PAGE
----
It was a routine pop fly to shallow right field — the kind your second baseman lollygags beneath — but you would never know it from the way 40-year-old catcher Henry Blanco left the batter’s box. Such hustle rarely rewards. The 13-year veteran has been around long enough to know that. Thursday night, though, was one of those nights when the little things paid dividends.
Instead of angrily casting his bat into the ground or half-heartedly shuffling to first base, Blanco scurried out of the batter’s box and around first base like he had just smoked a gapper to left center field. And, when he was about 20 feet from second base, his routine pop was dropped by Braves second baseman, Dan Uggla, putting the 220-pound Blanco safe on second base.
Later that fifth inning, Blanco came around to score the game-tying run on a sacrifice fly. (Mike Minor of the Braves, however, stifled the D-backs after Blanco’s run, going on to win 10-2.)
Is there a better way to get Diamondbacks Manager Kirk Gibson to gush? Probably not.
“I just saw him hustling all the way and I thought, ‘If he drops that, he’s gonna be on second,'” Gibson said earlier today, as he recalled Blanco’s hustle. “When you ask me about veteran leadership — there you have it.”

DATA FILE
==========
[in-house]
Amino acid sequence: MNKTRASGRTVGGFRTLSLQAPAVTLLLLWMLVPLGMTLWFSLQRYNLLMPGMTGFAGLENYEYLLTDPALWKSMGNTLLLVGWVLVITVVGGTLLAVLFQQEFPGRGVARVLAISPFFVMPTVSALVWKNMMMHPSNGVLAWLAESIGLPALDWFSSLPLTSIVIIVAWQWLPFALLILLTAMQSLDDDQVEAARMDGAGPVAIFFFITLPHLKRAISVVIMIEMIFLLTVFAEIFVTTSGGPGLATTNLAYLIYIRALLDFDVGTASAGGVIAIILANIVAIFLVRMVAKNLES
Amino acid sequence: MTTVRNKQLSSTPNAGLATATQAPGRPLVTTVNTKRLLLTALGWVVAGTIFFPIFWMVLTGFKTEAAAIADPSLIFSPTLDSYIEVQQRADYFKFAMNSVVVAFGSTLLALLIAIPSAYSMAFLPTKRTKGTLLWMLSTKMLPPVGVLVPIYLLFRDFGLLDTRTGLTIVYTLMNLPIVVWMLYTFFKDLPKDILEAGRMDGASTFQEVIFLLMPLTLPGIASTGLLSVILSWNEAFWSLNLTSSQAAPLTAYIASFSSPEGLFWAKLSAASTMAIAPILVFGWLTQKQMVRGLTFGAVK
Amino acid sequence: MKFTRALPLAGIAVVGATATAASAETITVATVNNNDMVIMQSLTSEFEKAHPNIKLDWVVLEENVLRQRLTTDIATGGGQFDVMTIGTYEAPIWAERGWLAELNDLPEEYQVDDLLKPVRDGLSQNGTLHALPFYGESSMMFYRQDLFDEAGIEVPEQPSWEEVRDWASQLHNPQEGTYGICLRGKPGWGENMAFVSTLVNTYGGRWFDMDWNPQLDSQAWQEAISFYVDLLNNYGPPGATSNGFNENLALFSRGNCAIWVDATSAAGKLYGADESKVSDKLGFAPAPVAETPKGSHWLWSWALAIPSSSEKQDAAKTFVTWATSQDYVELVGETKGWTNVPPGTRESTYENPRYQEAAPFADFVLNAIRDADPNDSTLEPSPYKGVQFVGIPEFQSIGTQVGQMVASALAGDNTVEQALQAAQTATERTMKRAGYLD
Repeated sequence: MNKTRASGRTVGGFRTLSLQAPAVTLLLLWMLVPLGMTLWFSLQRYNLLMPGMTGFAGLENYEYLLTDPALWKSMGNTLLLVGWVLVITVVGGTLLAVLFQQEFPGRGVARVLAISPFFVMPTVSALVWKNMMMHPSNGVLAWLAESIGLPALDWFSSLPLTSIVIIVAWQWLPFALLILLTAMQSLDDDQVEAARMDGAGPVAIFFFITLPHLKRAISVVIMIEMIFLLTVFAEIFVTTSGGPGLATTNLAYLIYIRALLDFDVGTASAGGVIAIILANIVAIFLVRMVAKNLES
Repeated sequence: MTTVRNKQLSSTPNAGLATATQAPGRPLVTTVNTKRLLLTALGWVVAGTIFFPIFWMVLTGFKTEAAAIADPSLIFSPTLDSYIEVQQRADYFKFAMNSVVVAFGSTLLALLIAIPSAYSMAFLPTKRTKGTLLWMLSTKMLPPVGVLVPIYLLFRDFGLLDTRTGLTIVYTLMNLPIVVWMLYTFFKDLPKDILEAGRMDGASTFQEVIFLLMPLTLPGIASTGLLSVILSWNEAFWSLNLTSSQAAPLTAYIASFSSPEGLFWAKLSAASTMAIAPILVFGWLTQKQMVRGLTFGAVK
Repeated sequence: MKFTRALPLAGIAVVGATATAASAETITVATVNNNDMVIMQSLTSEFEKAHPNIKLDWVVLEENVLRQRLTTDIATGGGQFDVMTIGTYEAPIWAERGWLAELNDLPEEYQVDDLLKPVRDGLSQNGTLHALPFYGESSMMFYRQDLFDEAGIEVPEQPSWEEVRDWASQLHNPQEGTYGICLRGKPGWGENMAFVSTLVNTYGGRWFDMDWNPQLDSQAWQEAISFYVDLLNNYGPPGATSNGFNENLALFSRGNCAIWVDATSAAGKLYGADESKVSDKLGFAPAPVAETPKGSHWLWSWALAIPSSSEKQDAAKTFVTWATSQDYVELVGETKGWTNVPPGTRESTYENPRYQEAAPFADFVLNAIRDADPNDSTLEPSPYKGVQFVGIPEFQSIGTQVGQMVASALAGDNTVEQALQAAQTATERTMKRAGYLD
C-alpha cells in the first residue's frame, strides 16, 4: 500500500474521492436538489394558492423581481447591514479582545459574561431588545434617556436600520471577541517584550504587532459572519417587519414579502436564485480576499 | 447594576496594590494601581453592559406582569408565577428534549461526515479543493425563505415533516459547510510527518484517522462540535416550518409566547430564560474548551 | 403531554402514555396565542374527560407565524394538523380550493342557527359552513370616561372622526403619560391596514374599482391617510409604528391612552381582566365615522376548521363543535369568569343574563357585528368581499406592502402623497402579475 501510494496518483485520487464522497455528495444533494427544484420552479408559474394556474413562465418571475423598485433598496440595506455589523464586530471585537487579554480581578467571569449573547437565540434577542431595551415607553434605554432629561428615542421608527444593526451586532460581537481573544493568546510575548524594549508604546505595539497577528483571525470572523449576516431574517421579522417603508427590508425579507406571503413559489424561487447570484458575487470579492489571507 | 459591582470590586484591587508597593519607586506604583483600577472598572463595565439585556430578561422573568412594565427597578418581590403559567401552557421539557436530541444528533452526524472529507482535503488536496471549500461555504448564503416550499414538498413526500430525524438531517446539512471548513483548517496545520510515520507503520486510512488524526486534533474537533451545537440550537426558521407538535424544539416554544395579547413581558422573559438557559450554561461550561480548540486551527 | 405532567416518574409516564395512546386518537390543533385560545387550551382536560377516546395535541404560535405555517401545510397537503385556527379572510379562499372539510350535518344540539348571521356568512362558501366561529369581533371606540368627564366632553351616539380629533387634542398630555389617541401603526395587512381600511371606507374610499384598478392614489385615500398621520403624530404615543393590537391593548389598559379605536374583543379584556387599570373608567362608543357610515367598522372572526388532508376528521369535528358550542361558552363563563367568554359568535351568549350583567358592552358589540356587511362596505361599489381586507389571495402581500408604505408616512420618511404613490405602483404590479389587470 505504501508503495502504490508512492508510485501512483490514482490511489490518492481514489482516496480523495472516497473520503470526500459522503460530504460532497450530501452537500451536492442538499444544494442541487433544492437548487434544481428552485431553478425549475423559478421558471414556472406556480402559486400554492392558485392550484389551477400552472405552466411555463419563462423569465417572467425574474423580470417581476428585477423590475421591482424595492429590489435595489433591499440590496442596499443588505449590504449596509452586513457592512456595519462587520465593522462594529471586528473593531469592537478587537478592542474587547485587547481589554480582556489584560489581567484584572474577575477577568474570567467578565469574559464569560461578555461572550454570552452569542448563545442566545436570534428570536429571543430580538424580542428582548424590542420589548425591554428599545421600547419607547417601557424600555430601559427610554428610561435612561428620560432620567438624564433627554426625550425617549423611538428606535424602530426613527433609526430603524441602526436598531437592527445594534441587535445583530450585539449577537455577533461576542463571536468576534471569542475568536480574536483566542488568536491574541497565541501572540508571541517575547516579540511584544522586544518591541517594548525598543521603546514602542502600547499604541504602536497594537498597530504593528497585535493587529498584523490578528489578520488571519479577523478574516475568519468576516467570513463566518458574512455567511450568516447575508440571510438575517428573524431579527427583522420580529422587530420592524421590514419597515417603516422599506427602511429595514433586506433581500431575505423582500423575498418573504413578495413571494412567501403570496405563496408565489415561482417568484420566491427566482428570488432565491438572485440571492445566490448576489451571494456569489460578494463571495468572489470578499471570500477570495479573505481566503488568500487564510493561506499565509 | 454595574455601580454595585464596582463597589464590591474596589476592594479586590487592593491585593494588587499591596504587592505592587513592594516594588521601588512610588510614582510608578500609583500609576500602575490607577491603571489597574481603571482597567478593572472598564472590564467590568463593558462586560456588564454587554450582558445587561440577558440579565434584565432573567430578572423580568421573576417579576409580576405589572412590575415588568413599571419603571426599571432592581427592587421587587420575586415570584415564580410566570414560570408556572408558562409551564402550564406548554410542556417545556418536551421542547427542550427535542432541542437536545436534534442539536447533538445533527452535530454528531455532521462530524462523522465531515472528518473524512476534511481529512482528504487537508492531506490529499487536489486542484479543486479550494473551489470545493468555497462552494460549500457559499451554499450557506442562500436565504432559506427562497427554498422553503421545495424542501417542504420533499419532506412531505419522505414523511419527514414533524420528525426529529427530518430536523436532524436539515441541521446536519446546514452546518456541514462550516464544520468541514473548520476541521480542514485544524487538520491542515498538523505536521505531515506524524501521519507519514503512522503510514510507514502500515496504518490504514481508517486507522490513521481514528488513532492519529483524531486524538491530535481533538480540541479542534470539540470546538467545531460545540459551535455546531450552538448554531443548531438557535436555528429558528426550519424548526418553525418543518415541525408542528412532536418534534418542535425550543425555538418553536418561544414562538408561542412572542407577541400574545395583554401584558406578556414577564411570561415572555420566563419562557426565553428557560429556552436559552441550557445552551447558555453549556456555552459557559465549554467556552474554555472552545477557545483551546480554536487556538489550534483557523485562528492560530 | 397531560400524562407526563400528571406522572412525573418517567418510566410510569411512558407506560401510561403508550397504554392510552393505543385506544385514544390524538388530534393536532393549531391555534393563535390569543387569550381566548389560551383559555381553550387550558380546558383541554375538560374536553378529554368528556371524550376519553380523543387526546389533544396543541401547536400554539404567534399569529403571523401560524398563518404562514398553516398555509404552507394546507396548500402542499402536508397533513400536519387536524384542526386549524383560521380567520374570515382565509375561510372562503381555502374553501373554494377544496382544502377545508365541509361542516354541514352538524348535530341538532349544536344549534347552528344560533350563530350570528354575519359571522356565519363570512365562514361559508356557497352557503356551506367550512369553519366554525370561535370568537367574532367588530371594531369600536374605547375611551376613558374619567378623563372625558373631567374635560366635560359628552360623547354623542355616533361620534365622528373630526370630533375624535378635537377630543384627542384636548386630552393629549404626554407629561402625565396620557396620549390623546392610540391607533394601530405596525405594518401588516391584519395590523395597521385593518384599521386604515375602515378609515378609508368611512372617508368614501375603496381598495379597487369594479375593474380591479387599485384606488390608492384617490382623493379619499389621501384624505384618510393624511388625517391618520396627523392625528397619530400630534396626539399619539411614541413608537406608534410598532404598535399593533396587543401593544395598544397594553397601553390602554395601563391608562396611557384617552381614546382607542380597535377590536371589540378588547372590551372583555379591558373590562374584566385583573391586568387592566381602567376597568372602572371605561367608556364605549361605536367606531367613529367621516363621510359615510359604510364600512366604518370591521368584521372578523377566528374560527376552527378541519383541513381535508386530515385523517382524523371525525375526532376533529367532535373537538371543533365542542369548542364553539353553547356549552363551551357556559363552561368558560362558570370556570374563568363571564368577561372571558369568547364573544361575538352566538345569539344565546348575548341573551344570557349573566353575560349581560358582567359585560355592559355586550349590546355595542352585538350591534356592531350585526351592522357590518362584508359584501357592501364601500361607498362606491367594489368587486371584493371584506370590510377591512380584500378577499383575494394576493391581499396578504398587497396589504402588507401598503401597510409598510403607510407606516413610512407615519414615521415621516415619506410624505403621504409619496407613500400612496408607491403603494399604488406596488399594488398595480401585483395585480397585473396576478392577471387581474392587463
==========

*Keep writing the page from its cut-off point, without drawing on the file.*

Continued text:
“He doesn’t play very often,” Gibson said of Blanco. “[But] he knows his role and he lays it all out there.”
No matter the play time, the role, or the importance of the play, what Gibson wants to see from all 25 of his men is the voracity he embodied as a player — the stuff he emanates as a manager. That’s the product that he works tirelessly toward.
This D-backs team has been called blue collar and old school and overachieving. Their style of play, resolved, gritty, and Gibby. Whatever you call it, I don’t think it can be overstated — this is surely Kirk Gibson’s club.